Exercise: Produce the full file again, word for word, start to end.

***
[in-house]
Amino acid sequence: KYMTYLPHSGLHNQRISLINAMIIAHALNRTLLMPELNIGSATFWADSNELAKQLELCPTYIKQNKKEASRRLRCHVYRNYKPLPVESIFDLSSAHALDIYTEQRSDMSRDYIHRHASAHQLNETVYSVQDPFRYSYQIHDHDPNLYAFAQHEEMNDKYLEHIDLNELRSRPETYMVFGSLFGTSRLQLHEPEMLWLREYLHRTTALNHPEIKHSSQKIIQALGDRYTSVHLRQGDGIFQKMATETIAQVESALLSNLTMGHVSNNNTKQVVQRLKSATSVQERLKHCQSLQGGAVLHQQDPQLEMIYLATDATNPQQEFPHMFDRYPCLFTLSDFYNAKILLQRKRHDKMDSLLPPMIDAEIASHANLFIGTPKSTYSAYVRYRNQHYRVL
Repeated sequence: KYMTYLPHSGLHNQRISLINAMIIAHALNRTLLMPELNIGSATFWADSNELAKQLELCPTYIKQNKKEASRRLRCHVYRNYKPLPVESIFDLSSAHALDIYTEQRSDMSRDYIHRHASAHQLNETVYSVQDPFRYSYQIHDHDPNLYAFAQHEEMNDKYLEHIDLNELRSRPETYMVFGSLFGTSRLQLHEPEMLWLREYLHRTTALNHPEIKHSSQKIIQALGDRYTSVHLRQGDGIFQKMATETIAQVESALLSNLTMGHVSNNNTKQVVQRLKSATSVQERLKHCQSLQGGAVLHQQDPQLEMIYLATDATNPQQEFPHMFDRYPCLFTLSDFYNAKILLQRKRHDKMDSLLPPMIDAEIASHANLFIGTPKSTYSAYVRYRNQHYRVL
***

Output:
[in-house]
Amino acid sequence: KYMTYLPHSGLHNQRISLINAMIIAHALNRTLLMPELNIGSATFWADSNELAKQLELCPTYIKQNKKEASRRLRCHVYRNYKPLPVESIFDLSSAHALDIYTEQRSDMSRDYIHRHASAHQLNETVYSVQDPFRYSYQIHDHDPNLYAFAQHEEMNDKYLEHIDLNELRSRPETYMVFGSLFGTSRLQLHEPEMLWLREYLHRTTALNHPEIKHSSQKIIQALGDRYTSVHLRQGDGIFQKMATETIAQVESALLSNLTMGHVSNNNTKQVVQRLKSATSVQERLKHCQSLQGGAVLHQQDPQLEMIYLATDATNPQQEFPHMFDRYPCLFTLSDFYNAKILLQRKRHDKMDSLLPPMIDAEIASHANLFIGTPKSTYSAYVRYRNQHYRVL
Repeated sequence: KYMTYLPHSGLHNQRISLINAMIIAHALNRTLLMPELNIGSATFWADSNELAKQLELCPTYIKQNKKEASRRLRCHVYRNYKPLPVESIFDLSSAHALDIYTEQRSDMSRDYIHRHASAHQLNETVYSVQDPFRYSYQIHDHDPNLYAFAQHEEMNDKYLEHIDLNELRSRPETYMVFGSLFGTSRLQLHEPEMLWLREYLHRTTALNHPEIKHSSQKIIQALGDRYTSVHLRQGDGIFQKMATETIAQVESALLSNLTMGHVSNNNTKQVVQRLKSATSVQERLKHCQSLQGGAVLHQQDPQLEMIYLATDATNPQQEFPHMFDRYPCLFTLSDFYNAKILLQRKRHDKMDSLLPPMIDAEIASHANLFIGTPKSTYSAYVRYRNQHYRVL